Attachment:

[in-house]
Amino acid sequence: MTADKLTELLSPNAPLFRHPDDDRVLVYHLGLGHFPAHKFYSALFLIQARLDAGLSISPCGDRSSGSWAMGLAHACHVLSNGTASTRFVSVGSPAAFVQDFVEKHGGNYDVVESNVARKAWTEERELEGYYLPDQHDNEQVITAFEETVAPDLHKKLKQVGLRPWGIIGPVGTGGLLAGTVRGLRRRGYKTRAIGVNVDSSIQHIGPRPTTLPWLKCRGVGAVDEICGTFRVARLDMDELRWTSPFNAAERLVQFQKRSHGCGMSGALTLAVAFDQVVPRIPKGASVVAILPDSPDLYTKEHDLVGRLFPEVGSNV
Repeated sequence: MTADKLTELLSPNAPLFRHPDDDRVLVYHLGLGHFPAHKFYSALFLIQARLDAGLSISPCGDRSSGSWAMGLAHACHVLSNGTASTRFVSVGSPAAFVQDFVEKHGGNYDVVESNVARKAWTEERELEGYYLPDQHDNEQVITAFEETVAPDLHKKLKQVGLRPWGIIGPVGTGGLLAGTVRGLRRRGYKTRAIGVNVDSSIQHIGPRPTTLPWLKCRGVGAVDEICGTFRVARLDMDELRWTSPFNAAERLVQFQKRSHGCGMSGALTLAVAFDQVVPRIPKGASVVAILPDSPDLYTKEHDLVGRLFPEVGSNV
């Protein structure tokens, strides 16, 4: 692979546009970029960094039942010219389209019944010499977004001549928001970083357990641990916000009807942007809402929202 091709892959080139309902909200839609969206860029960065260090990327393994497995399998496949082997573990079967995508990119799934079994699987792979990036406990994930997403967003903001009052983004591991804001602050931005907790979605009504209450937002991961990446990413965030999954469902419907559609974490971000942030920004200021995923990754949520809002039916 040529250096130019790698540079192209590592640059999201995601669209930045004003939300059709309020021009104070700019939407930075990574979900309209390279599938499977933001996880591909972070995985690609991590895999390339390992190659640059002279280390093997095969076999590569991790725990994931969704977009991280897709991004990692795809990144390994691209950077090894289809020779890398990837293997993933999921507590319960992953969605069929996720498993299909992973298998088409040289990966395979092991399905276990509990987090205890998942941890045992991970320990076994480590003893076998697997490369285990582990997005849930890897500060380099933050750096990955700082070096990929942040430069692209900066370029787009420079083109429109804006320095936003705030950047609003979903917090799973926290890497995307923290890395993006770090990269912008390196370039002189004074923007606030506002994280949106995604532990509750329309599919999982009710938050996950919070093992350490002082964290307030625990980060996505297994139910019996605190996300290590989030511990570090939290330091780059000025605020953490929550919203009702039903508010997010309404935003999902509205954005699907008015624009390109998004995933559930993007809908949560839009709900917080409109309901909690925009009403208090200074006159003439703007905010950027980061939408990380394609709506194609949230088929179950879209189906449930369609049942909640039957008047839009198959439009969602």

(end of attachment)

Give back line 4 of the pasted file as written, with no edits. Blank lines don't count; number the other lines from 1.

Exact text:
């Protein structure tokens, strides 16, 4: 692979546009970029960094039942010219389209019944010499977004001549928001970083357990641990916000009807942007809402929202 091709892959080139309902909200839609969206860029960065260090990327393994497995399998496949082997573990079967995508990119799934079994699987792979990036406990994930997403967003903001009052983004591991804001602050931005907790979605009504209450937002991961990446990413965030999954469902419907559609974490971000942030920004200021995923990754949520809002039916 040529250096130019790698540079192209590592640059999201995601669209930045004003939300059709309020021009104070700019939407930075990574979900309209390279599938499977933001996880591909972070995985690609991590895999390339390992190659640059002279280390093997095969076999590569991790725990994931969704977009991280897709991004990692795809990144390994691209950077090894289809020779890398990837293997993933999921507590319960992953969605069929996720498993299909992973298998088409040289990966395979092991399905276990509990987090205890998942941890045992991970320990076994480590003893076998697997490369285990582990997005849930890897500060380099933050750096990955700082070096990929942040430069692209900066370029787009420079083109429109804006320095936003705030950047609003979903917090799973926290890497995307923290890395993006770090990269912008390196370039002189004074923007606030506002994280949106995604532990509750329309599919999982009710938050996950919070093992350490002082964290307030625990980060996505297994139910019996605190996300290590989030511990570090939290330091780059000025605020953490929550919203009702039903508010997010309404935003999902509205954005699907008015624009390109998004995933559930993007809908949560839009709900917080409109309901909690925009009403208090200074006159003439703007905010950027980061939408990380394609709506194609949230088929179950879209189906449930369609049942909640039957008047839009198959439009969602």